Big data is generated by the millions of touch-points companies have with their customers across platforms and devices. Thick data is derived from observing human behavior and its underlying motivations. Thick data has been utilized by companies interested in the social sciences while big data has been used by people with an analytics bent and there has been very little dialogue between the two.


Big data relies on machine learning, reveals insights with a particular range of data points, identifies patterns by isolating variables and loses resolution.  On the other hand, thick data relies on human learning, reveals the social context of connections, accepts irreducible complexity and loses scales.

Companies that rely too much on numbers, graphs, and factoids of Big Data risk insulating themselves from the rich, qualitative reality of their customers’ everyday lives.  By outsourcing thinking to Big Data, our ability to make sense of the world by careful observation begins to wither, just as you miss the feel and texture of a new city by navigating it only with the help of a GPS.

Thick Data is the best method for mapping unknown territory. When organizations want to know what they do not already know, they need Thick Data because the act of collecting and analyzing stories produces insights. Stories can inspire organizations to figure out different ways to get to the destination. Thick Data often reveals the unexpected. It will frustrate. It will surprise. But no matter what, it will inspire. Innovation needs to be in the company of imagination. Many companies are shifting their perspective from a data-centric one to a human-centered one.

Thick Data fills the gap between what organizations have, and what they need to be more instinctive and understand how people feel and their emotions that underpin the customer experience. Now is the time for marketers to be more people focused, more emotional and empathetic in their approach. Engaging with Thick Data enables organizations to develop real, positive relationships with the people they are  targeting and stop thinking about them as numbers. It brings in the context of their complex lives which plays a significant role in what they do and why.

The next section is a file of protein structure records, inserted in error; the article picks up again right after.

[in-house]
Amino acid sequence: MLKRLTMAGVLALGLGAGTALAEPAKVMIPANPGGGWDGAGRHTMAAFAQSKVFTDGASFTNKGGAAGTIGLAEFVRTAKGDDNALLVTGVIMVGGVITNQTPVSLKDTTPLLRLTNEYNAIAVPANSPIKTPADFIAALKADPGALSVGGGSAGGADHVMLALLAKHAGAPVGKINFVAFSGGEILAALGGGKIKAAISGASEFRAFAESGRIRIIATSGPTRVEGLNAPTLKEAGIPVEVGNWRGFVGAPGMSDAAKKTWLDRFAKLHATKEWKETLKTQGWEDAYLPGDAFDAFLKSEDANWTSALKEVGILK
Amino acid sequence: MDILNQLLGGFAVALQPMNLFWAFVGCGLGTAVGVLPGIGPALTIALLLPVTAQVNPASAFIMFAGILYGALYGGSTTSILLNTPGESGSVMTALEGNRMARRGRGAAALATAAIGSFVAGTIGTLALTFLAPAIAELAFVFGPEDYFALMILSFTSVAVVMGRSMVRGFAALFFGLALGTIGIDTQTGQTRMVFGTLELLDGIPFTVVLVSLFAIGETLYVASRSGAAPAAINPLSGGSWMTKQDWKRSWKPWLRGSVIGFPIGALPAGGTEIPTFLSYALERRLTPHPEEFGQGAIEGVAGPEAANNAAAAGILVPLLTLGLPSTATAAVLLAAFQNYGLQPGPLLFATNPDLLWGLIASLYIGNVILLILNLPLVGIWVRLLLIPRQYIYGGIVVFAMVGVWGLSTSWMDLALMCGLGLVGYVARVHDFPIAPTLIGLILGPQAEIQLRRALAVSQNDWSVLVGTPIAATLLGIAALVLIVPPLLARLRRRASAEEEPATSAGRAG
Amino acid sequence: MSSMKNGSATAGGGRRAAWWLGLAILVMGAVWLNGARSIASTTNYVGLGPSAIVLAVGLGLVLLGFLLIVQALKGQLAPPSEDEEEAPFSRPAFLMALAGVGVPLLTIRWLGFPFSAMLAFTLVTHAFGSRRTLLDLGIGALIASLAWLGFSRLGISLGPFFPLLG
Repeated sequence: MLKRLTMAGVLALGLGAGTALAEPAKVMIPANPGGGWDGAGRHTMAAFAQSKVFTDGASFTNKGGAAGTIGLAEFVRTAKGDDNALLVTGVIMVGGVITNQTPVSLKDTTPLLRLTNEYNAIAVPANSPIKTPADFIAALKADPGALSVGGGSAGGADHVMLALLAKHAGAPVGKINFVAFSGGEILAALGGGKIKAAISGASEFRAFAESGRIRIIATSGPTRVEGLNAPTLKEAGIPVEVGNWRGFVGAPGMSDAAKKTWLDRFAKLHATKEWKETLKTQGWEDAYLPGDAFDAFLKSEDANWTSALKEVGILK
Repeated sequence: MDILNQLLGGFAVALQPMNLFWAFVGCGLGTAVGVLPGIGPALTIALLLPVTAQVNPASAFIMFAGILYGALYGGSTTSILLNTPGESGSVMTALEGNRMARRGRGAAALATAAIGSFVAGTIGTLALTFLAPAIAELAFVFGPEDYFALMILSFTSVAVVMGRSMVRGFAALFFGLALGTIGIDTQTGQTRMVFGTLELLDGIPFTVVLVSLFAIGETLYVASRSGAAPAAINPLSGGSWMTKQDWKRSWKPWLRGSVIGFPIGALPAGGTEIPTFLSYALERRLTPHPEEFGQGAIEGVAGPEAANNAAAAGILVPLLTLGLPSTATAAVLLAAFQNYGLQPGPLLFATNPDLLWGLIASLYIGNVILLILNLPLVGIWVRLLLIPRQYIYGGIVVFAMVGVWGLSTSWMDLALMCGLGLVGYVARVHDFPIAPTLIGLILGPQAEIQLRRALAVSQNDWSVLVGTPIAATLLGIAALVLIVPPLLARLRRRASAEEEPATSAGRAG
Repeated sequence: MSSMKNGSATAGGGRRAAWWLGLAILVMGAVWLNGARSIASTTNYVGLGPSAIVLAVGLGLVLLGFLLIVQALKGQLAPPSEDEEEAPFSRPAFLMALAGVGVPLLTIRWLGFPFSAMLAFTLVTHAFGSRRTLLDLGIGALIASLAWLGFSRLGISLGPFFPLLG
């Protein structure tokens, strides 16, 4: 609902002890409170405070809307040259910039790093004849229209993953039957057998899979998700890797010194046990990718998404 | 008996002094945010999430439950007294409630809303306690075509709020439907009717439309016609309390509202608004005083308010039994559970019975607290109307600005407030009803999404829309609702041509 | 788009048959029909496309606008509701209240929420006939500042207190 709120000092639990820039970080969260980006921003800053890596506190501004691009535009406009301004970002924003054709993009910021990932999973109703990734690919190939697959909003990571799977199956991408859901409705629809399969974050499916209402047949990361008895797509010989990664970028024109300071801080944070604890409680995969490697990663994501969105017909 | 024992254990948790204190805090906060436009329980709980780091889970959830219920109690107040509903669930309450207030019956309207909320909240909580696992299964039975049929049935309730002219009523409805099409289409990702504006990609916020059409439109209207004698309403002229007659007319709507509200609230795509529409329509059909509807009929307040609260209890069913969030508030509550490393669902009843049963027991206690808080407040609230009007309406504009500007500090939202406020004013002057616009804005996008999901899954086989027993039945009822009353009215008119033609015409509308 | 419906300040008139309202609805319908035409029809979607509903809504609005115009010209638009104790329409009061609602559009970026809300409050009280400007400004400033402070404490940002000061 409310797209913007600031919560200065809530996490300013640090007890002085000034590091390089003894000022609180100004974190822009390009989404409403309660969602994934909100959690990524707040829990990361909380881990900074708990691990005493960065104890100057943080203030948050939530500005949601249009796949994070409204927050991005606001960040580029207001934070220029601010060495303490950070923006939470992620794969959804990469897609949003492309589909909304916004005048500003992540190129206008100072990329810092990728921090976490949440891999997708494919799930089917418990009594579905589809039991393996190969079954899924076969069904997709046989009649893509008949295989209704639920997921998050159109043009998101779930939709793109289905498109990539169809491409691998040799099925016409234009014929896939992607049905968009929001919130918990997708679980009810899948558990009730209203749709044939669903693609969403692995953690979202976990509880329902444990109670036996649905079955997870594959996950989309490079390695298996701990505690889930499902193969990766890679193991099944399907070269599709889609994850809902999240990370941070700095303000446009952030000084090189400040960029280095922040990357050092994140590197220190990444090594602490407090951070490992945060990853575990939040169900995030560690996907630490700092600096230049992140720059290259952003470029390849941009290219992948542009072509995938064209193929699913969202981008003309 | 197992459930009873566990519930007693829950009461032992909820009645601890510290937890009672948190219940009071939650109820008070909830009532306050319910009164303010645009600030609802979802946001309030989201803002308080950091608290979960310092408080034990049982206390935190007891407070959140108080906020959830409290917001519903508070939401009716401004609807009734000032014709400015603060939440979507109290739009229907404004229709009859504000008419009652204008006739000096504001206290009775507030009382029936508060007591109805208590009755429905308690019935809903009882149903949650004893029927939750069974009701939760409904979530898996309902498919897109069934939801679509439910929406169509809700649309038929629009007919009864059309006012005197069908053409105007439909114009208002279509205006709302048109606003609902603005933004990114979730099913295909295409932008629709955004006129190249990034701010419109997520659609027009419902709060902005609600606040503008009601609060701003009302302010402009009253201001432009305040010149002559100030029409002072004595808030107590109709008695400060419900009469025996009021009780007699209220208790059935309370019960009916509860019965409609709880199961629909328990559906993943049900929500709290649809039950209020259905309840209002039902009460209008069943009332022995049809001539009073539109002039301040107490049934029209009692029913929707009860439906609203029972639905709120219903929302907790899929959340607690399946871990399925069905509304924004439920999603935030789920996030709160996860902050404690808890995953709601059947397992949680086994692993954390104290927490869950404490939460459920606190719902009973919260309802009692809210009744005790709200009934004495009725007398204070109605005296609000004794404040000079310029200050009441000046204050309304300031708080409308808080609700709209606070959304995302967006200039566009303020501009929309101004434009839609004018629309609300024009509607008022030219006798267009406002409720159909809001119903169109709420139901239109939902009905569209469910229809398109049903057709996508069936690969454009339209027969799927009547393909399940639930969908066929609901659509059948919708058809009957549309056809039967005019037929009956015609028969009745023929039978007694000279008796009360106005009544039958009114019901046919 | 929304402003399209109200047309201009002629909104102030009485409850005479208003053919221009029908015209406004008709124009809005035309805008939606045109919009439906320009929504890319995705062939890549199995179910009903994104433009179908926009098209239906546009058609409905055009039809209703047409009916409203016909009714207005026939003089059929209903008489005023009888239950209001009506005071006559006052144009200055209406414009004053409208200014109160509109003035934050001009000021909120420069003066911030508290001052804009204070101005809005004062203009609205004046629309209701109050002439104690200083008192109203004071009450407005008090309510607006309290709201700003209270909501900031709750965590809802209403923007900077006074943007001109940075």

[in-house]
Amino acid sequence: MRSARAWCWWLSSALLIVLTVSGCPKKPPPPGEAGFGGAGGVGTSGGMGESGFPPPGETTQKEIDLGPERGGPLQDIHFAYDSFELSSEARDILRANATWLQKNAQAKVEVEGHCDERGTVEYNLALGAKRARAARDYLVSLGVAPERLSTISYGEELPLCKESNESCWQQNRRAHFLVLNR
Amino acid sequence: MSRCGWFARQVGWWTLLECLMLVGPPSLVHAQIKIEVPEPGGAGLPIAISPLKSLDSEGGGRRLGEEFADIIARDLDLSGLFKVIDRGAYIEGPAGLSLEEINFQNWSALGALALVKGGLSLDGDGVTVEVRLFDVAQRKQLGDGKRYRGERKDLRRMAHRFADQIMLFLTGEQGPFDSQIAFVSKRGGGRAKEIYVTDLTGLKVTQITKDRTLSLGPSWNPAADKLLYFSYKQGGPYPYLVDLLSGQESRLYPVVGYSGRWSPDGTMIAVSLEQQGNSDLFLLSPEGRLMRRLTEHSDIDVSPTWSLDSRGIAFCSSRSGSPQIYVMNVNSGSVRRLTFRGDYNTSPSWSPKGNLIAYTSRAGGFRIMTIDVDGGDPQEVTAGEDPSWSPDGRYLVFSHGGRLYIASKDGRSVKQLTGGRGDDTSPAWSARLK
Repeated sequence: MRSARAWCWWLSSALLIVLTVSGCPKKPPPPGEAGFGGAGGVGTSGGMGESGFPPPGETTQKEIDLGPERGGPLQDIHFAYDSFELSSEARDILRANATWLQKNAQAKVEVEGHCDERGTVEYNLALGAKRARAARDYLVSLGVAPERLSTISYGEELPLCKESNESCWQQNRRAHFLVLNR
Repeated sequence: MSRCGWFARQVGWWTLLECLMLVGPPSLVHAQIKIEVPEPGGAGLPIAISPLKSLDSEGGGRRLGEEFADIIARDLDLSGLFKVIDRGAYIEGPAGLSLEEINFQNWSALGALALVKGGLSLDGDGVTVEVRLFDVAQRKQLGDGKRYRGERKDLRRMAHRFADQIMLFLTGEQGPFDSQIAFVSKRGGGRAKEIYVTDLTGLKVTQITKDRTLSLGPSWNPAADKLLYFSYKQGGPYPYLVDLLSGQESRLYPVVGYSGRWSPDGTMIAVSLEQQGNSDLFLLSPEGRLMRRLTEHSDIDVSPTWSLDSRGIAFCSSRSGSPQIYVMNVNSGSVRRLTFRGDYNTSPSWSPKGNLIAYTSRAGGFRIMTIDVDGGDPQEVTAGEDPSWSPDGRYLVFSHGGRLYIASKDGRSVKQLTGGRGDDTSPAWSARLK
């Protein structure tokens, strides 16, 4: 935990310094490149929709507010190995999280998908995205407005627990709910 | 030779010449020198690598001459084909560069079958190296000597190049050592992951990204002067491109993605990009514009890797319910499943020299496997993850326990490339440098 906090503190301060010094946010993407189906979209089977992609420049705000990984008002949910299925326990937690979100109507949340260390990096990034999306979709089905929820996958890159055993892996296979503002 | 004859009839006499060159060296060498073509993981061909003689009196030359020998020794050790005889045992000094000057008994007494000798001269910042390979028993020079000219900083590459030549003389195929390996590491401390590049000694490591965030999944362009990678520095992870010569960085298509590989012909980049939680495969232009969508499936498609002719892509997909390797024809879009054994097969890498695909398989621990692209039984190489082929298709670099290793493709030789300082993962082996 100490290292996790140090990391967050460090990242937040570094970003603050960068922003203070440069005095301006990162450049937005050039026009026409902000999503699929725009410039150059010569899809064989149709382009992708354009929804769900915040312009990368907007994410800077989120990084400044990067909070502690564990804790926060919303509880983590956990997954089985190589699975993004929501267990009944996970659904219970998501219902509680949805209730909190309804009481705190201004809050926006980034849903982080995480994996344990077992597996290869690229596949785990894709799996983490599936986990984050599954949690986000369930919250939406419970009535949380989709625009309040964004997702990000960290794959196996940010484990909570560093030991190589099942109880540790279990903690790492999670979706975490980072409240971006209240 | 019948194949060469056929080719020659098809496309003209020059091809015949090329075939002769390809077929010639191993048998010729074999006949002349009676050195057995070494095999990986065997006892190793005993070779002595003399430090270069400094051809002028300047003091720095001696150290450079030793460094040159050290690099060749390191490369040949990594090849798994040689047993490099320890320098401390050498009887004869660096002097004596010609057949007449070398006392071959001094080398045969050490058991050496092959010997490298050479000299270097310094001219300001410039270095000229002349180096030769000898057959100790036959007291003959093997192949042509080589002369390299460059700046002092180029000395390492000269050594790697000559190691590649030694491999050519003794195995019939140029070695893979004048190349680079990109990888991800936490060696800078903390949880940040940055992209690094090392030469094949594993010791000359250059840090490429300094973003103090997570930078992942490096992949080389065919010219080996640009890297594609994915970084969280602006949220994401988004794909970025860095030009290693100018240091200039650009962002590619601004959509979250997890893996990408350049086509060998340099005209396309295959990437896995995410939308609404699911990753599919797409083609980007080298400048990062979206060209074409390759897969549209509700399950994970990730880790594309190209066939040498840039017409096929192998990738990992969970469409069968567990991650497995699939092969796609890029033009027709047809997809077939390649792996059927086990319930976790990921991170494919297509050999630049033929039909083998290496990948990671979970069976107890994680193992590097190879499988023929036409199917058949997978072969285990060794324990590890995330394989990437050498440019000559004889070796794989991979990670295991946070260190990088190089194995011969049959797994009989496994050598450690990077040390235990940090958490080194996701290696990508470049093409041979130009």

Melding big and thick data together requires changing practices, hiring new people, and allocating funds away from familiar ways of doing things. But once you’ve seen the power of real data, you’ll question the millions of dollars wasted on surveys and focus groups.  Big data is a powerful, and helpful tool companies should invest in. However, companies should also invest in gathering and analyzing thick data to uncover the deeper, more human meaning of big data. Together, thick data and big data give you an incredibly insightful advantage.

When organizations want to build stronger ties with stakeholders, they need stories. Stories contain emotions, something that no scrubbed and normalized dataset can ever deliver. Numbers alone do not respond to the emotions of everyday life: trust, vulnerability, fear, greed, lust, security, love, and intimacy. It’s hard to algorithmically represent the strength of an individual’s service/product affiliation and how the meaning of the affiliation changes over time. Thick Data approaches reach deep into people’s hearts. Ultimately, a relationship between a stakeholder and an organization/brand is emotional, not rational.

Big Data and Thick Data complement each other. This is a great opportunity for qualitative researchers to position the context of Big Data’s quantitative results.

Old big data analysts don’t die – they just get broken down by age and sex

Written by Bob Pritchard


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